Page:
daughter of Sarah E Hughes
George Harvey Taylor (1884 – 1941)
son of Lucinda Jane Armer
Ruby Lee Taylor (1922 – 2008)
daughter of George Harvey Taylor
Pamela Morse
I am the daughter of Ruby Lee Taylor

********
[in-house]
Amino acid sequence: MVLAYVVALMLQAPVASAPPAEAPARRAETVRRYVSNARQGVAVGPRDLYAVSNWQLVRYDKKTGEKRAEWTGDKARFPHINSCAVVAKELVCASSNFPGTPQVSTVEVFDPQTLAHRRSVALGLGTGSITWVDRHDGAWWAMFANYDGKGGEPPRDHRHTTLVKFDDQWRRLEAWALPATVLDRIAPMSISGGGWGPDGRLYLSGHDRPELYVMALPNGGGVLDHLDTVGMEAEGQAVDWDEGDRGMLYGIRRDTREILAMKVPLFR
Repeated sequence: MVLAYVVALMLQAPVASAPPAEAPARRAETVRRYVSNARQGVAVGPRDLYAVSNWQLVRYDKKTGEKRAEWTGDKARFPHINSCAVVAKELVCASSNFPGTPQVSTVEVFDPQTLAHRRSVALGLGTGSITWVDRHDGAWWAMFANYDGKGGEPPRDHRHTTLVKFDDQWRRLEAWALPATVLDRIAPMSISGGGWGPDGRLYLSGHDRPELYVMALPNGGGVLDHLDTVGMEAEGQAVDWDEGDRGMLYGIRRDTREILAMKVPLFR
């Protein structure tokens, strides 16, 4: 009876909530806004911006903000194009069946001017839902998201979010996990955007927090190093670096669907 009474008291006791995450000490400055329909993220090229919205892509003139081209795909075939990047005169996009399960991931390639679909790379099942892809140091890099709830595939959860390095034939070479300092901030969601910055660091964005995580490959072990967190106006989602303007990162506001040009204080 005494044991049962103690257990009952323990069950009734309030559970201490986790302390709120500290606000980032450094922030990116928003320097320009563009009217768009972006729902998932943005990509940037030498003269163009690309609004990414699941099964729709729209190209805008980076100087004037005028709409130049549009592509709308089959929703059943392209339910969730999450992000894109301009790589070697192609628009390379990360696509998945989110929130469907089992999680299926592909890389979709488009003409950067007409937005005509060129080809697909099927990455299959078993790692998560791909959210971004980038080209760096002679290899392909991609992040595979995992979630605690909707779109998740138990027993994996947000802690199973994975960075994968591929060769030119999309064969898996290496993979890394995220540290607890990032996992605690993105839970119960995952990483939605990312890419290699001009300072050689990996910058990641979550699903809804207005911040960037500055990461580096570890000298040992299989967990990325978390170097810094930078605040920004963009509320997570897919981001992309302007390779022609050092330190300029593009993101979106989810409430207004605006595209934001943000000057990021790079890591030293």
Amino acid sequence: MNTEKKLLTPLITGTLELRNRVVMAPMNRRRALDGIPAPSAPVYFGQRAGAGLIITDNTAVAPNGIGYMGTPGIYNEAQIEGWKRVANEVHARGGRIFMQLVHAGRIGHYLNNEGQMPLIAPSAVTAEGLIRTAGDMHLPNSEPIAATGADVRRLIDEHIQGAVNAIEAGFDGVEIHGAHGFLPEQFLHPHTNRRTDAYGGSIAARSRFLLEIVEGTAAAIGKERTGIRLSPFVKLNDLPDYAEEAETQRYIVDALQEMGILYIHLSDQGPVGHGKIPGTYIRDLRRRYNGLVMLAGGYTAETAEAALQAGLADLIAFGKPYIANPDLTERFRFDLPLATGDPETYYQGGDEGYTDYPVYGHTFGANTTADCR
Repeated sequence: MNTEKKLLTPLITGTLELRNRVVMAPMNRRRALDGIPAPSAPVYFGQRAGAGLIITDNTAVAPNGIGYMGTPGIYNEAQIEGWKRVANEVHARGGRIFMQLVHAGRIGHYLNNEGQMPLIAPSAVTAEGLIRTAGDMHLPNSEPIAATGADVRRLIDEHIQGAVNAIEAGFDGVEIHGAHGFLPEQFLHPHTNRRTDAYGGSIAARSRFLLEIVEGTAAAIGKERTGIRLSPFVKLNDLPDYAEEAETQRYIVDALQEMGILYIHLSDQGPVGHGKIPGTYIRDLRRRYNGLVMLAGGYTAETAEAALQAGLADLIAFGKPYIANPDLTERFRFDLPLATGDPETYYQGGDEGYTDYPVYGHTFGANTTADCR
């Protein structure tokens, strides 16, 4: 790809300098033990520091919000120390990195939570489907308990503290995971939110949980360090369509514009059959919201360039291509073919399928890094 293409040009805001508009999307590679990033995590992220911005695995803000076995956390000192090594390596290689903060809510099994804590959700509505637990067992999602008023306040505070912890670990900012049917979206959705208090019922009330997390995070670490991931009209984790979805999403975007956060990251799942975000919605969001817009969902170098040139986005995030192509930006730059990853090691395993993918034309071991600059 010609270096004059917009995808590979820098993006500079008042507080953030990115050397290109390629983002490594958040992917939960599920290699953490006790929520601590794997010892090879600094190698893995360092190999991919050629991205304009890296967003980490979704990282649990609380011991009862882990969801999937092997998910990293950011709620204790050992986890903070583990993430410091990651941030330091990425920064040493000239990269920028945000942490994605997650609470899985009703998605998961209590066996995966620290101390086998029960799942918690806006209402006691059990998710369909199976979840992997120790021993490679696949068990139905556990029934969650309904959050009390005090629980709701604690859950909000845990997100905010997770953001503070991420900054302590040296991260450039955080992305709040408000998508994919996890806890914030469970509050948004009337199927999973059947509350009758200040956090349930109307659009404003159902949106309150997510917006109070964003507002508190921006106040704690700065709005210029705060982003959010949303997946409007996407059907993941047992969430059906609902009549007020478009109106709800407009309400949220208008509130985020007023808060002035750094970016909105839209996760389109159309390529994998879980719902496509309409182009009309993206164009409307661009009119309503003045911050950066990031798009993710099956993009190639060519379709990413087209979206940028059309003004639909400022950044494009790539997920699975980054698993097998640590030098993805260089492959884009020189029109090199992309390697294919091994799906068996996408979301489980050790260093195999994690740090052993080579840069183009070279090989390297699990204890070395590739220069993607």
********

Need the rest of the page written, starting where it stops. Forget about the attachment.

SGT. ROBERT MILLER, CHAPLAIN IN THE AMERICAN REVOLUTIONARY WAR 1) Sgt. Robert Miller served as a Presbyterian minister, in civilian life. During the American Revolutionary War, he served as a Chaplain. The photo above is from an online pamphlet which is short, and easy to read. It gives a good overview of how the people of the Presbyterian Church in America played a vital role in the American Revolutionary War. It also explains how the Protestant Reformation of the 1500’s in France, led to Protestant French Huguenots emigrating away from France and over to England, Scotland, and other countries in Europe. Later on some of their descendants left Europe and immigrated into America. The Protestant religions in America have always had deep roots to the northwestern area of France, especially the area around the Province of Normandy. This can be puzzling, and complicated. One connection can be seen between the various Protestant religions in the USA, leading back to the work of a young man who was named Jehan Cauvin. http://en.wikipedia.org/wiki/John_Calvin He was born in 1509 in Noyon, Picardie, France. When he grew up, he lived in Switzerland, where he was known as John Calvin. His religious ideas had a profound effect in many other countries in Europe, such as Germany and the Netherlands. Perhaps this is part of the reason why America has always had such a complicated relationship with France, especially in times of war. The photo of the ebook is entitled: Presbyterians and the Revolution. By the Rev. W. P. Breed. Published 1876 by Presbyterian Board of Publication in Philadelphia. The copyright on this book has now expired, and it is now in the public domain. Source: https://archive.org/stream/presbyteriansrev01bree#page/82/mode/2up/search/pickens *** 2) Here is a link to a short article that provides a good background history for Mecklenburg County, NC and the counties to the south of it in SC during the American Revolutionary War. Rev. Robert Miller was in a part of SC that saw some serious fighting, to the east of Abbeville County. The article can be found here: http://www.sciway3.net/clark/revolutionarywar/1780-Huck_noframes.html The title of this article is “THE 1780 PRESBYTERIAN REBELLION AND THE BATTLE OF HUCK’S DEFEAT” by Sam Thomas, Curator of History, Culture & Heritage Commission of York County. *** 3) There were many different families named Miller who lived in Scotland in the 1700’s, and they are virtually impossible to untangle. Many of these families appear to have adopted the last name of Miller as a means of indicating a political alliance, and they did not originally use the family surname of Miller/Millar. Family surnames were not used in Europe prior to the 1800’s the same way they are now used in modern Europe and in America. People were much more casual about their last names back then, and many families changed their last names in order to indicate the geographical place where they lived, or what political group/clan they were affiliated with at the moment. When Rev. Robert Miller immigrated to America, he visited Bucks County, PA, which was located near Philadelphia, PA and Baltimore, MD. Bucks County was a popular area for Presbyterian immigrants from Scotland and Ulster to settle in colonial America. At least three early Presbyterian settlements were in Bucks County, PA: the HUNTER SETTLEMENT, NESHAMINY, and the IRISH/CRAIG SETTLEMENT. See memorial page number 129350647 for a history of the area, including some links to ebooks. Rev. Robert Miller married a young lady whose parents lived near the Scots-Irish settlement of NESHAMINY, PA. Her name was Jean Pickens. They were married in Paxton Township of Bucks County, PA, which was about halfway between the HUNTER SETTLEMENT to the north, and the town of NESHAMINY to the south. Later on the name of this part of Bucks County, PA changed to Northampton County, PA. After he and his bride married in PA, they joined a large Scots-Irish expedition of colonists who moved down to a new Scots-Irish settlement called the Waxhaws, around the year 1751. His in-laws were part of the same expedition. At the time the Waxhaws was located in Anson County, NC, but later on the boundary survey between NC and SC was determined to be incorrect. At that point the Waxhaws became part of Abbeville County, SC. During the American Revolutionary War, he served as Chaplain in his brother-in-law’s military unit in SC. Presbyterian ministers played a vital role in the war. In addition to playing a role as a Chaplain, many of them were also elected by their men to serve as active duty officers. They were popular leaders, who were good at planning and strategy. *** 4) 300 ACRE LAND GRANT “34. Land plat for ROBERT MILLER for a tract of land containing 300 acres and surveyed by Patrick Calhoun 7 DEC 1762 on the waters of Long Cain in the county of Granville, said Long Canes being waters of the Savannah River and lands bounded by the lands of the Hamilton Grant and by lands of Robert Pickens. “I am sure that this must be the Rev. ROBERT MILLER who came first to the Waxhaws and later to Abbeville on the Long Canes. He was for a time in Tennessee and as a Presbyterian minister. He was married to Jane Pickens sometime prior to 1758. (Land grant indicates a wife and 4 children.)” Author: LEONARDO ANDREA Source: http://trees.ancestry.com/tree/15555824/person/20076042723/storyx/2ac4d7e4-69de-4719-b4f8-c9e7851c3f86?src=search *** RIP Added by: MarthaHopscotch 9/05/2014